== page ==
- Gov. Susana Martinez denied allegations of violating open records laws in one of the four cases her administration faces. Her lawyer is seeking to have the case dismissed with prejudice -- meaning it could not be brought back again.
This case is against the Santa Fe Reporter:
SFR claimed in its lawsuit that after its publication of that article, the governor's office stopped responding to SFR's inquiries in a campaign of unlawful retaliation against the paper—in violation of the New Mexico Constitution's freedom of the press provision. Martinez denied that claim in Monday's filing. She argued her spokesman, Enrique Knell, responded to five inquiries from SFR in the period after the December article. But SFR staffers only received one official statement from Knell in that period—on Aug. 28, and it came after the article in question, about deceased state Rep. Stephen Easley's replacement, had already been published.
- The last group of soldiers from White Sands Missile Range returned home from deployment.
"We thank each and every one of you for the work you did in the country of Afghanistan on behalf of a grateful nation," said Brig. Gen. Gwen Bingham, WSMR commander, in a news release. "We owe you a debt of gratitude. Today we celebrate you, knowing that this marks the end of the 2nd Engineer Battalion's deployed soldiers. As of today all of our men and women that are serving on WSMR are united."
- City council candidates in Las Cruces debated a proposed sales tax hike.
- The Navajo Nation will stop capturing wild horses and reverse its support for a horse slaughter plant.
- The state health care exchange is running smoothly, even if the federal website is not.
- Hatch residents angrily responded to the firing of the police chief.
- The AP reports on the selection of the new state public defender.
Jorge Alvarado was unanimously appointed chief public defender by an 11-member commission, which interviewed four other candidates for the position.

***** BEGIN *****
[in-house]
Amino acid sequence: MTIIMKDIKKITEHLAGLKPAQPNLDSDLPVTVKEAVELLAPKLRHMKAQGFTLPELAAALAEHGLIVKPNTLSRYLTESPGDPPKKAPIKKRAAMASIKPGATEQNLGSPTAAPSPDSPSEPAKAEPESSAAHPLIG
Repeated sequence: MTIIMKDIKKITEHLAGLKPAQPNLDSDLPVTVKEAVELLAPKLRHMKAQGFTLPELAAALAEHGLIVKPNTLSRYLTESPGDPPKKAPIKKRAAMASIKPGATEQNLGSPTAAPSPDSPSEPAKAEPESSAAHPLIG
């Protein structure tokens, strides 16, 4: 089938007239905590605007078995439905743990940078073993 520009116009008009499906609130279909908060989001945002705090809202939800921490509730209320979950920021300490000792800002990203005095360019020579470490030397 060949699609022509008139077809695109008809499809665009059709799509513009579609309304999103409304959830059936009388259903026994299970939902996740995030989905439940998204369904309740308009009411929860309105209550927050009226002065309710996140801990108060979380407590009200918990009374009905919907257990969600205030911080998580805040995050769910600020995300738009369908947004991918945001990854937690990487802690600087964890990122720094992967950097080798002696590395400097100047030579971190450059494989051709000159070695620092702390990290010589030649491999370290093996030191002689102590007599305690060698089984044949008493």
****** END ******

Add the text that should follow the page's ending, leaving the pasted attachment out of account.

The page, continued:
Commission chairman Michael Stout said Alvarado will assume the job next month of running the Public Defender Department. He said Alvarado “showed a passion for indigent defense.”
- Albuquerque Public Schools Superintendent Winston Brooks urged teachers not to quit despite low morale that he blames on the state. Specifically...
So what’s behind the letter? Brooks says teachers are fed up with changes the state's made.
“I'd say 75 percent of it is directly related to the new evaluation system from PED,” said Brooks.
- The Tucumcari City Commission will revisit the firing of the city manager.
The commission voted 3-2 at its previous meeting on Sept. 26 to fire Powers as city manager in a move that was not previously announced or discussed in any other meetings of the council, whether in public or in executive session. Commissioner Jimmy Sandoval moved that Powers be fired. Commissioners Dora Salinas-McTigue and Ernie Dominguez voted with Sandoval for the dismissal. Mayor Amiel Curnutt and Commissioner Robert Lumpkin voted against the motion. McTigue could not be reached Tuesday for comment about the reinstatement attempt. Sandoval would not comment about the dismissal.
- Bernalillo County commissioners voted 4-1 to ban picketing outside a single house.
- Los Alamos Magistrate Court Judge Pat Casados will run for a fourth term.
“You start looking at your job in a new way when you become a mentor,” she said, adding she was also re-elected secretary-treasurer of the New Mexico Magistrate Judges Association, which furthers her commitment to an office she’s held since 2003.
“I still love the job, and I also have some projects I’ve started that I want to see finished,” she said.
- Bridge Street in Las Vegas, NM was named one of the top-ten streets in the country.
- Aztec moved forward with asking for funding for flooding cleanup.